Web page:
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Lafora disease (LD), a fatal neurodegenerative disorder characterized by the presence of intracellular inclusions called Lafora bodies (LBs), is caused by loss-of-function mutations in laforin or malin. Previous studies suggested a role of these proteins in the regulation of glycogen biosynthesis, in glycogen dephosphorylation and in the modulation of the(More)
Cyclopentenone prostanoids (cyP) arise as important modulators of inflammation and cell proliferation. Although their physiological significance has not been fully elucidated, their potent biological effects have spurred their study as leads for the development of therapeutic agents. A key determinant of cyP action is their ability to bind to thiol groups(More)
Lafora disease (LD), a fatal neurodegenerative disorder characterized by intracellular inclusions called Lafora bodies (LBs), is caused by recessive loss-of-function mutations in the genes encoding either laforin or malin. Previous studies suggested a role of these proteins in regulating glycogen biosynthesis, in glycogen dephosphorylation and in the(More)
Glutathione-S-transferases (GST) catalyze the conjugation of electrophilic compounds to glutathione, thus playing a key role in cell survival and tumor chemoresistance. Cyclopentenone prostaglandins (cyPG) are electrophilic eicosanoids that display potent antiproliferative properties, through multiple mechanisms not completely elucidated. Here we show that(More)
Prostaglandins with cyclopentenone structure (cyPG) display potent antiproliferative actions that have elicited their study as potential anticancer agents. Several natural and synthetic analogs of the cyPG prostaglandin A(1) (PGA(1)) have proven antitumoral efficacy in cancer cell lines and animal models. In addition, PGA(1) has been used as an inhibitor of(More)
Cyclopentenone prostaglandins (cyPG) are reactive eicosanoids that may display anti-inflammatory and antiproliferative actions, possibly offering therapeutic potential. Here we report the identification of members of the aldo-keto reductase (AKR) family as selective targets of the cyPG prostaglandin A(1) (PGA(1)). AKR enzymes metabolize aldehydes and drugs(More)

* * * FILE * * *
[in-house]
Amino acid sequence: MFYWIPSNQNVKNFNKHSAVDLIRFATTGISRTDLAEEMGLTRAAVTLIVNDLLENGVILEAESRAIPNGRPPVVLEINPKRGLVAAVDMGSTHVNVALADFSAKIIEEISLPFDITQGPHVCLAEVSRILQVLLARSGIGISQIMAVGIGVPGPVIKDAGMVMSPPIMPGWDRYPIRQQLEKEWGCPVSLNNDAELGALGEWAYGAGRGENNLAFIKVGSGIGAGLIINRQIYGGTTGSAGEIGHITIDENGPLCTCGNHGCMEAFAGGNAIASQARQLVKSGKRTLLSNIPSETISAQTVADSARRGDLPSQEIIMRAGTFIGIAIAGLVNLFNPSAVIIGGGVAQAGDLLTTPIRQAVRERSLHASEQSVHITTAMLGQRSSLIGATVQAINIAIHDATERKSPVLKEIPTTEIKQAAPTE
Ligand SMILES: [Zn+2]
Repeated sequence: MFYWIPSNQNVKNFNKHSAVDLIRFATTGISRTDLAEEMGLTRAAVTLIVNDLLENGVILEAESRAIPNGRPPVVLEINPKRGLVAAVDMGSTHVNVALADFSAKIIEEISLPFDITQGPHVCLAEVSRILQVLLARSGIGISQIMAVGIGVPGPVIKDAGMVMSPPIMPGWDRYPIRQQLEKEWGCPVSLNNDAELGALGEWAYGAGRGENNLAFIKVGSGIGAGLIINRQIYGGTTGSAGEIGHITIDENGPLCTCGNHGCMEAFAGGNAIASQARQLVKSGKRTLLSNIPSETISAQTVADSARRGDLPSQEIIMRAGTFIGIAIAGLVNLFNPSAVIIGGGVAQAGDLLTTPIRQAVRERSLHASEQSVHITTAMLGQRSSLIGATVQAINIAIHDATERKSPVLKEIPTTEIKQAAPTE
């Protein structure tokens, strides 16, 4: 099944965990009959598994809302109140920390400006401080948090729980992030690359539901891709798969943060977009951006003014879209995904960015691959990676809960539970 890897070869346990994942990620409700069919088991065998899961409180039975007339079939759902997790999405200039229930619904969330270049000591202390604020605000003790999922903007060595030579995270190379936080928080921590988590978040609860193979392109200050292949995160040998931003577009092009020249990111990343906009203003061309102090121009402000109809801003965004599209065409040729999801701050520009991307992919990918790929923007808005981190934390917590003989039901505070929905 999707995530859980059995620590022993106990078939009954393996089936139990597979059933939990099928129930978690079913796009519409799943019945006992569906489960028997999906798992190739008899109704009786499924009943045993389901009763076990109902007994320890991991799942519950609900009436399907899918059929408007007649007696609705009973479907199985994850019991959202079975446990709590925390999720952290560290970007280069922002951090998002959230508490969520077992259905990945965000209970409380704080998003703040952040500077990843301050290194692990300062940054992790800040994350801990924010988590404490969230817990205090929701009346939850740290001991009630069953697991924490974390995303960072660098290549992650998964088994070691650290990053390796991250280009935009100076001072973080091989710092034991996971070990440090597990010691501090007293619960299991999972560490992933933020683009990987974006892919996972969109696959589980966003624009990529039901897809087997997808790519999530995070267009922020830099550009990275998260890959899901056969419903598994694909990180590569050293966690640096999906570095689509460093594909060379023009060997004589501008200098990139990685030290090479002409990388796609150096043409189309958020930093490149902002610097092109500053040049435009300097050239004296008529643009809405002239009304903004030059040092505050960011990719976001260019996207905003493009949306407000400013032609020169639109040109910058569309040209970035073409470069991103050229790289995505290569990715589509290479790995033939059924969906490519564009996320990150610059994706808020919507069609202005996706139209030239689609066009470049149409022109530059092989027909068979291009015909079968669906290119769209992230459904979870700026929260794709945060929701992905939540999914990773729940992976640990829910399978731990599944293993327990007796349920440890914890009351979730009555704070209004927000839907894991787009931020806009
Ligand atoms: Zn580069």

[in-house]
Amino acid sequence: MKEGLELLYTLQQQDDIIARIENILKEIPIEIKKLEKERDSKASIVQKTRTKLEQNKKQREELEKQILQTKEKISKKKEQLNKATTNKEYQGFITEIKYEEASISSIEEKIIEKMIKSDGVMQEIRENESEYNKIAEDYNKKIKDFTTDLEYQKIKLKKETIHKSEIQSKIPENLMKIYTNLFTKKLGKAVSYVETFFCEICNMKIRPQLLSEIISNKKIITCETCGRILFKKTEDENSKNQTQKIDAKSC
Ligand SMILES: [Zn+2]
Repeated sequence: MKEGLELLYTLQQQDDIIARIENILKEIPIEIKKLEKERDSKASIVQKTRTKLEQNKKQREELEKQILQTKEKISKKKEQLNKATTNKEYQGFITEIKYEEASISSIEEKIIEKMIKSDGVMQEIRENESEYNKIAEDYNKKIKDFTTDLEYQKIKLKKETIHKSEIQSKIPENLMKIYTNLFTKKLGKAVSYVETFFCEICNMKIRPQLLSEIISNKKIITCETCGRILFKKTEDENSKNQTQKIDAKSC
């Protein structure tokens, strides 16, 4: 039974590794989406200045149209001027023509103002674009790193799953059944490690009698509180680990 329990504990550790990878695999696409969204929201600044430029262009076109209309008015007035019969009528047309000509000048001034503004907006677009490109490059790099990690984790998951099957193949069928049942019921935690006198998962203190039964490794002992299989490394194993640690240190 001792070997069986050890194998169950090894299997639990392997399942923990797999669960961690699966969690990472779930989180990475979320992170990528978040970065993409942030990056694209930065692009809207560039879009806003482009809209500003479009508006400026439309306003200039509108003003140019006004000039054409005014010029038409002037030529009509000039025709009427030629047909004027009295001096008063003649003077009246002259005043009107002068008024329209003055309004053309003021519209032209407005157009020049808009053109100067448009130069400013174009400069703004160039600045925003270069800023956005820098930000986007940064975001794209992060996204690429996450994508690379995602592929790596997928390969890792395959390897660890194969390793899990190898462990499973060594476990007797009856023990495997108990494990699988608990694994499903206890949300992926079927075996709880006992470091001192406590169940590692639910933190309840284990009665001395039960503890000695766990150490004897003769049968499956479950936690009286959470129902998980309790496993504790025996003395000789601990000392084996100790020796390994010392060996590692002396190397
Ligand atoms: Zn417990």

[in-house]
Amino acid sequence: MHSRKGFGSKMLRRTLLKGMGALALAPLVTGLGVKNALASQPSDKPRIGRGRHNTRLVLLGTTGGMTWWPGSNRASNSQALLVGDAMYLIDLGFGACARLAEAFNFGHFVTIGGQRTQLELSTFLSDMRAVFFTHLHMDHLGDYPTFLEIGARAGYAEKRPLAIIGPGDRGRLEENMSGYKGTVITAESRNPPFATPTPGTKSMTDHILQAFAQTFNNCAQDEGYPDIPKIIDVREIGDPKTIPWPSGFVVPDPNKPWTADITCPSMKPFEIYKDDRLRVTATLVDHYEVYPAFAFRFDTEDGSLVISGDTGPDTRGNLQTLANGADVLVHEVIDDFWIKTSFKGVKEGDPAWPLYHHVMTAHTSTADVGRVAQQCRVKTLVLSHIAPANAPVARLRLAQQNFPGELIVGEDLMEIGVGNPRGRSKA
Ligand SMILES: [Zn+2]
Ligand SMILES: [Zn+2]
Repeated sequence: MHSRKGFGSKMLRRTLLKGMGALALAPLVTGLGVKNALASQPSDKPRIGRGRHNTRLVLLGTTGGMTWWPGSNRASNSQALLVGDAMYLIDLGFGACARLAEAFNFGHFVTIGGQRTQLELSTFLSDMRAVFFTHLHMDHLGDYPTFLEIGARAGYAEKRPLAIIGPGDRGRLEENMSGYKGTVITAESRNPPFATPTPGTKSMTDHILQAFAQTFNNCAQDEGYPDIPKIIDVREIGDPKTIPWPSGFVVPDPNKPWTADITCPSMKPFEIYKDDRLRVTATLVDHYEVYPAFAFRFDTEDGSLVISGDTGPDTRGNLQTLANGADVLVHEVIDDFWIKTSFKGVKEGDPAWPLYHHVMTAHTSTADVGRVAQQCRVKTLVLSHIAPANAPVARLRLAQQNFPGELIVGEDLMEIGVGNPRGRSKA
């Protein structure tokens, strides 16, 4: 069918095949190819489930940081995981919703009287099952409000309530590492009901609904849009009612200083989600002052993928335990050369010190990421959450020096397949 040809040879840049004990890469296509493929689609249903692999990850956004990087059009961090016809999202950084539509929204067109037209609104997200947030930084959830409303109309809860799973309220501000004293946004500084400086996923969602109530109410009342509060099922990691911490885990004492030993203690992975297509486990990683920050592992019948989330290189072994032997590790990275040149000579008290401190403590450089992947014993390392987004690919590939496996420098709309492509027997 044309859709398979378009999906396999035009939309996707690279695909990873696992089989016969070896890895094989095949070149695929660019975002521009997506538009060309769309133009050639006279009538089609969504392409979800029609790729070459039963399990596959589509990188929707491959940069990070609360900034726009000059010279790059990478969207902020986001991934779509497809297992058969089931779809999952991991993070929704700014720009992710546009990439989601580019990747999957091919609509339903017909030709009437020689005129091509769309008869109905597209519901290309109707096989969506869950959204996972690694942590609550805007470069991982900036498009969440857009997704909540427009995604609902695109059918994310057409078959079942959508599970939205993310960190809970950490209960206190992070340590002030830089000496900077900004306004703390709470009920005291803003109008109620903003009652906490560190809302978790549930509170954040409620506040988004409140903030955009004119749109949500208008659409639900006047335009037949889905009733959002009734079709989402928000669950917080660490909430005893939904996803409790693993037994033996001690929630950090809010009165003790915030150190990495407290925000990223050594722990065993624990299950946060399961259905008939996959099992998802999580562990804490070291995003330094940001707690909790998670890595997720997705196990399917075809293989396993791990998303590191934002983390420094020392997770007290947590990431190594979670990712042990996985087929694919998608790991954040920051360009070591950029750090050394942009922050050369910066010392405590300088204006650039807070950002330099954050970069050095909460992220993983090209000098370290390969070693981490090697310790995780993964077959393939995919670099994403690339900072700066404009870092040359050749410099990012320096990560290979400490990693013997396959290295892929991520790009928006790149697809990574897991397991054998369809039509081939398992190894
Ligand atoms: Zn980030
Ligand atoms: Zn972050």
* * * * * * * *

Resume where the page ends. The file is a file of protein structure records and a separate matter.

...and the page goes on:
The cyclopentenone prostaglandin (cyPG) PGA(1) displays potent anti-proliferative and anti-inflammatory effects. Therefore, PGA(1) derivatives are being studied as therapeutic agents. One major mechanism for cyPG action is the modification of protein cysteine residues, the nature of the modified proteins being highly dependent on the structure of the cyPG.(More)
Cyclopentenone prostaglandins (cyPG) with antiinflammatory and antiproliferative properties have been envisaged as leads for the development of therapeutic agents. Because cyPG effects are mediated in part by the formation of covalent adducts with critical signaling proteins, it is important to assess the specificity of this interaction. By using(More)
Pathophysiological processes associated with oxidative stress lead to the generation of reactive lipid species. Among them, lipids bearing unsaturated aldehyde or ketone moieties can form covalent adducts with cysteine residues and modulate protein function. Through proteomic techniques we have identified actin as a target for the addition of biotinylated(More)
Prostanoids with cyclopentenone structure (cyP) display a potent anti-inflammatory and antiproliferative activity. CyP are reactive compounds, which may modulate cellular functions by multiple mechanisms, including the direct covalent modification of cysteine residues by Michael addition. This interaction displays selectivity since only a subset of cellular(More)